A couple of weeks ago, Amanda Quintero wrote a provocative post arguing it may be in our long term interest to keep Maduro in power for another year or more.
We certainly agree that Venezuela is facing a major external shock and that, under the current administration, choices are constrained to either default or a major adjustment via imports (and, even then, maybe default). Yes, she’s right that what’s ahead of us is worse, way worse, than what we have experienced so far.
Amanda argues that “we shouldn’t kid ourselves: the bulk of the still-to-come economic contraction is already baked into the fiscal math in a way that won’t magically change because you put an opposition figure in power.”
Certainly, Venezuela will not become a developed economy overnight, but the opposition can certainly do much better than Maduro in the short run, because it has a card under its sleeve, one that Chavismo will never have: credibility. Credibility with the markets, credibility with investors, and, yes, credibility with creditors – private and multilateral alike.
This matters. Maduro has battled the private sector fiercely, creating a dire investment drought. In per capita terms, investment dropped 10% in 2013, a year with a $98 oil barrel when nobody expected a major price drop. In other words, the private sector has never trusted Maduro, even when things were going relatively well. More recently, the per-capita decline in investment was 18% in 2014, and around 27% in the III Quarter of 2015. A catastrophe.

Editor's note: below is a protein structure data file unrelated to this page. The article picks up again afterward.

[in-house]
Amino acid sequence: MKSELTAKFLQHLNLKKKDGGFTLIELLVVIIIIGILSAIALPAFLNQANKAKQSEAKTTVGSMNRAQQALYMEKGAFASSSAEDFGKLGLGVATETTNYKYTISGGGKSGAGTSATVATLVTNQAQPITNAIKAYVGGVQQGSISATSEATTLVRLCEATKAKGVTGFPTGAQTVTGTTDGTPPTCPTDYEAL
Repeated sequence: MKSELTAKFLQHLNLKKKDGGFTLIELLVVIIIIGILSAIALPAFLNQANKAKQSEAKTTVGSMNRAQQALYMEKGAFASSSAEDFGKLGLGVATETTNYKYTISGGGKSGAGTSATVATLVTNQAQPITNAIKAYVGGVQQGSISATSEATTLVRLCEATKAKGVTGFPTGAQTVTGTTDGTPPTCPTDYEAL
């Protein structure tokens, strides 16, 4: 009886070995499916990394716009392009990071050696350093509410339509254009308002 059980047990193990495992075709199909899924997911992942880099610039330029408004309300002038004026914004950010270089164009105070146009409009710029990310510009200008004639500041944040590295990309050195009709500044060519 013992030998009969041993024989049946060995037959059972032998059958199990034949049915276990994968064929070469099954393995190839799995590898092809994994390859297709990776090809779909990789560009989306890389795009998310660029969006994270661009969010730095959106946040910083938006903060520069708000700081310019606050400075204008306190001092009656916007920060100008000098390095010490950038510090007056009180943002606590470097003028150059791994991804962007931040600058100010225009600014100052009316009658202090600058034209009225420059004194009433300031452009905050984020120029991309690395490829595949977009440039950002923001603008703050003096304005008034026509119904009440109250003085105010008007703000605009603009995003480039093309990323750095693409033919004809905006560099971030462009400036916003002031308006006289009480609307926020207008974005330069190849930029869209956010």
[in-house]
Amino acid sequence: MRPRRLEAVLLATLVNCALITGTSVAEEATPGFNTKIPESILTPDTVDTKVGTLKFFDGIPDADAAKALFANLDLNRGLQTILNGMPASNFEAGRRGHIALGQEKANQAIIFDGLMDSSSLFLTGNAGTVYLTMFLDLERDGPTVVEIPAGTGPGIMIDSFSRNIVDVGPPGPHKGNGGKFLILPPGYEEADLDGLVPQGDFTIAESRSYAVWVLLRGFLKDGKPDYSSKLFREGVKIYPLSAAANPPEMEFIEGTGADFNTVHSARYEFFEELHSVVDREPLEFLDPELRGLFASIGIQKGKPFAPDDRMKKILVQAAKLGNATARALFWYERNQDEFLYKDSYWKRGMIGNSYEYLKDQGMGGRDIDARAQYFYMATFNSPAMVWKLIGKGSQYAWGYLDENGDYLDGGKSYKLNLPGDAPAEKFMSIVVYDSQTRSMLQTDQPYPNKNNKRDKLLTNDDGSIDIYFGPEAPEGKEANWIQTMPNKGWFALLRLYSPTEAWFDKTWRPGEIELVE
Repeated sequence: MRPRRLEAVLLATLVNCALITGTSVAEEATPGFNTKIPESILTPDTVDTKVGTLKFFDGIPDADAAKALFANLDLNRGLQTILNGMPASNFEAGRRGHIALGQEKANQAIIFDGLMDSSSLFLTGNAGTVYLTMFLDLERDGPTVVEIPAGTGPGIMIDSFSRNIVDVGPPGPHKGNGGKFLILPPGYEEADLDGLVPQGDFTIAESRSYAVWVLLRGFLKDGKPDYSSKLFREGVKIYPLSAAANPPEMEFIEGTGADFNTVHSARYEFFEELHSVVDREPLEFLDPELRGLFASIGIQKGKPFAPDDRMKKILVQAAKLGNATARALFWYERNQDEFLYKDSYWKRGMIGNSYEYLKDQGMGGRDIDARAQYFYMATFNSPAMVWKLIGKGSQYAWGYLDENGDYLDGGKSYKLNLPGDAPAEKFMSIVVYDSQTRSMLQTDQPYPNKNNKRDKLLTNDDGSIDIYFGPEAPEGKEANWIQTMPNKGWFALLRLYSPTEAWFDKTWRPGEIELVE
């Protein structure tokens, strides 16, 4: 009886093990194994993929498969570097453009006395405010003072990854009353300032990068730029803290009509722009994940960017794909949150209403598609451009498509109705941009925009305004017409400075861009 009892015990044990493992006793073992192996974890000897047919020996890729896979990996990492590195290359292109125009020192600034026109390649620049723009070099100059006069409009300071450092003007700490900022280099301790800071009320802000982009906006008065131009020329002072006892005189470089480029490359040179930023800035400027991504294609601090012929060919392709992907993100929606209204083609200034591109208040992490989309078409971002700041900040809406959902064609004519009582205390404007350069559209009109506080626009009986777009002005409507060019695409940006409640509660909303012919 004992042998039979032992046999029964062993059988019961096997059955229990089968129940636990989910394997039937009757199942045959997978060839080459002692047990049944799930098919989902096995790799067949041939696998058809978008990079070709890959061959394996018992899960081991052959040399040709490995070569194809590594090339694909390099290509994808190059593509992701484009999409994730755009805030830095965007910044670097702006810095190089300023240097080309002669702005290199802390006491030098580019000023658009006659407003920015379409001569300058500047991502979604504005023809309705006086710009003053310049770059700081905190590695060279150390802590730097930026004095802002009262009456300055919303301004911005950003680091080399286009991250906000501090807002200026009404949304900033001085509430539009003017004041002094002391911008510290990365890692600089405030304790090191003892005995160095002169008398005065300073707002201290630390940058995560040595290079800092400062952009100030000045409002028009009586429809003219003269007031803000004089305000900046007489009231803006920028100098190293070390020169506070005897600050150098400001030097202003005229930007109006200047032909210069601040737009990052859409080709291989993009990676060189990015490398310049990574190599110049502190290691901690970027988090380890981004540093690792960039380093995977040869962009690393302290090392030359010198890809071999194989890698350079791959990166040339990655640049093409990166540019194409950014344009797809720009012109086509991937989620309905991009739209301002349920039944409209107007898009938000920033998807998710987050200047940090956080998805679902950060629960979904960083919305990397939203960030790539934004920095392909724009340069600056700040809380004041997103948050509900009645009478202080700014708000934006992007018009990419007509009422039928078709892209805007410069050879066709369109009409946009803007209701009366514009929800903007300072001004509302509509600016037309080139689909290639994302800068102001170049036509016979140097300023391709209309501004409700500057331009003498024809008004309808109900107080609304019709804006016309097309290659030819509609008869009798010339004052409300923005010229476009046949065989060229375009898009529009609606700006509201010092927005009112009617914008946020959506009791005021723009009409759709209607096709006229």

As Woddy Allen famously said, “90% of success is just showing up.” If, once in power, the MUD shows a decent economic agenda, it would send the right signals to investors and creditors. Capital doesn’t just react to economic policies, it anticipates them. Capital doesn’t wait around when it spots an investment opportunity and, even with low oil prices, any sign that our country is converging to a market economy would revive many projects that were impossible under Chavismo. Even starting from a contracted economy, at this point there are so many opportunities to do things right that the costs are outweighed by the potential gains.
Even states on the edge of bankruptcy can rebound rapidly when sensible economic reforms are implemented; Peru is a good example, and Argentina, most recently, too. It might take us more time, but, even if that is the case, consecutive massive contractions are rare. One needs to put a lot of effort into designing truly terrible policies to continue big contractions year after year for over three years.
So far, we’ve focused on why Amanda’s argument that a MUD government can’t make a difference in the short term is a crude exaggeration. But it’s not just that MUD could make things a lot better by taking power. It’s that chavismo could make everything much, much worse by keeping it.
First of all, because of a point Amanda stresses: we haven’t hit rock bottom. She’s right. Even though Venezuela is in a grim situation, the government isn’t out of assets, or anything like it.